When I close my eyes and try to remember Grozny before the war, I immediately see Grozny’s tram in front of my eyes.[4] These trams were my special love. I paid three coins (’kopeks’) to buy a ticket from the conductors. I still remember their faces and I wonder where they are now.

Unlike most of the young people from that time, I have never been to a Pioneer camp and I have also never traveled anywhere with our school students. My relatives and especially my grandmother did not allow me to go anywhere. But many pupils from our class traveled throughout the Chechen Republic to different Pioneer detachments and Pioneer camps in the villages Chishki, Serzhen-Yurt, Shalazhi and even to ‘Artek’.[5]

Only the best students were allowed to travel. And I was often invited during my school and student years, but I could not go. My parents did not let me go. I will never forget how my neighbor went to ‘Artek’. When she shared her impressions with us afterward, we were all a bit jealous. She had taken some photos and showed them to everyone. And she told us how she met foreigners and how she had found new friends. But I was never able to experience this; my grandmother did not even allow me to join the Pioneers and or the Komsomol.

Postcard from Artek

The building stopped to breathe

My last day of work was during the war. I remember it clearly. It was in spring 1995 and my father was ill. And while I went to visit him, the building of the House of Culture was destroyed during a military operation. The only things left of the House of Culture are heavy wooden accounts which had coincidentally ended up in my bag. In absence of a functional building after the military campaign, I asked the village’s school director for the permission to use one of the empty rooms in the school to continue my work. And I was working there until 2002.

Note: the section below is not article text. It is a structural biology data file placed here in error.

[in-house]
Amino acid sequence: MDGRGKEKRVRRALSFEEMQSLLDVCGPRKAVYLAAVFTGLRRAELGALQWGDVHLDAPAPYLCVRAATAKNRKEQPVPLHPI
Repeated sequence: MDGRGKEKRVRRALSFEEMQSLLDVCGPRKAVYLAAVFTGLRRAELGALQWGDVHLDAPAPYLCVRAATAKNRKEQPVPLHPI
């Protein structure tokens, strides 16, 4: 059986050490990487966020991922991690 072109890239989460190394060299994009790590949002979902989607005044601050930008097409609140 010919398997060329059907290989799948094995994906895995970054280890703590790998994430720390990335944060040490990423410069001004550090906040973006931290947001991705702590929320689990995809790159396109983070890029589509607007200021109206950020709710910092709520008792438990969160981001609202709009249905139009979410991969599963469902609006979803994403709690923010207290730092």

Even today, bright sparks of memory about the House of Culture are flashing through my mind. After all, I did spend all my youth there, all my life.

Each time I see this building, I want to cry. I am still not able to let go. As if the center was not a repository, but a living organism that ceased its main activity: accepting people and letting them go. I remember how I handed out books and how I returned the books. But at that time in 1995, we all left the House of Culture because we either escaped from Chechnya or fled to our relatives. It seemed as if the village forgot about it. And it seemed that what happened to the villagers also happened to the Cultural Center.

 

To safeguard the anonymity of the protagonists, names of locations and individuals have been changed.

[1] International Women’s Day (IWD) is celebrated on March 8 every year. After women gained suffrage in Soviet Russia in 1917, March 8 became a national holiday.
[2] The 1st of May is ‘International Workers’ Day, also known as Labour Day in some countries, and often referred to as May Day, is a celebration of labourers and the working classes that is promoted by the international labour movement which occurs every year on May Day (1 May), an ancient European spring festival.
[3] The 9th of May is Victory Day a holiday that commemorates the victory of the Soviet Union over Nazi Germany in the Great Patriotic War.
[4]Since 1995, after the war in the Chechen Republic, the trams have not resumed their work.
[5] Artek (Артек) was a Young Pioneer camp on the Black Sea on the Crimean Peninsula. Established on 16 June 1925, the camp first hosted only 80 children but then grew rapidly. In 1969 it had an area of 3.2 km² and consisted of 150 buildings, including three medical facilities, a school, the film studio Artekfilm, three swimming pools, a stadium and playgrounds for various other activities. Unlike most of the young pioneer camps, Artek was an all-year camp, due to the warm climate. Artek still exists today and has been taken over by the Russian authorities after the illegal annexation of Crimea in 2014.

The project was developed and realized by Umarova Asia (Journalist, Illustrator, and Writer), Sani Manchak (Freelance Journalist and Translator), Tamara Taysumova (Photographer), and Johanna Pruessing (Editor at RETROGRAD). The project was supported by the Naumann Foundation for Freedom in Moscow and developed by Umarova Asia during the “Europe Lab 2017” organised by the EU-Russia Civil Society Forum.